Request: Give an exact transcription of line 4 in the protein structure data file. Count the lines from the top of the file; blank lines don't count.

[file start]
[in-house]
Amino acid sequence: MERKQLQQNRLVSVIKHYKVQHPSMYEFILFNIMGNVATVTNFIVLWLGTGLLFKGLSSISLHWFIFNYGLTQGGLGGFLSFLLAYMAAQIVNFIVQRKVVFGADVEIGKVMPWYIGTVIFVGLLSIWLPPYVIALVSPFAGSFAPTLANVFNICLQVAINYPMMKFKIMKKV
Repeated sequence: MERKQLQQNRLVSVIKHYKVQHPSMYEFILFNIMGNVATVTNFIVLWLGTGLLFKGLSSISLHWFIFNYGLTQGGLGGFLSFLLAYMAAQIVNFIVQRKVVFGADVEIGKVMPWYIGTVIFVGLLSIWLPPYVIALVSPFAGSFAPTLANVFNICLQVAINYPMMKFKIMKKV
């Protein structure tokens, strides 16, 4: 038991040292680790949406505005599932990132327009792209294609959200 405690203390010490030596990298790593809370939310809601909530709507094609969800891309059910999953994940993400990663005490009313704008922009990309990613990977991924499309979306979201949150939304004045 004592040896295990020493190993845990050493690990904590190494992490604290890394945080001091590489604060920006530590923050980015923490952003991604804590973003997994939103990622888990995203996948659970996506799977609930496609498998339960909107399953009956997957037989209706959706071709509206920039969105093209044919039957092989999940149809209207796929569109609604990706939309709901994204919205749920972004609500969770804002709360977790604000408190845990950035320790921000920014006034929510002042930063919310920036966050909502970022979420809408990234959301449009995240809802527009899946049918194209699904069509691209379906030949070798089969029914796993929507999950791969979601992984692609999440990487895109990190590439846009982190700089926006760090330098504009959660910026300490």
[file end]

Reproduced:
């Protein structure tokens, strides 16, 4: 038991040292680790949406505005599932990132327009792209294609959200 405690203390010490030596990298790593809370939310809601909530709507094609969800891309059910999953994940993400990663005490009313704008922009990309990613990977991924499309979306979201949150939304004045 004592040896295990020493190993845990050493690990904590190494992490604290890394945080001091590489604060920006530590923050980015923490952003991604804590973003997994939103990622888990995203996948659970996506799977609930496609498998339960909107399953009956997957037989209706959706071709509206920039969105093209044919039957092989999940149809209207796929569109609604990706939309709901994204919205749920972004609500969770804002709360977790604000408190845990950035320790921000920014006034929510002042930063919310920036966050909502970022979420809408990234959301449009995240809802527009899946049918194209699904069509691209379906030949070798089969029914796993929507999950791969979601992984692609999440990487895109990190590439846009982190700089926006760090330098504009959660910026300490």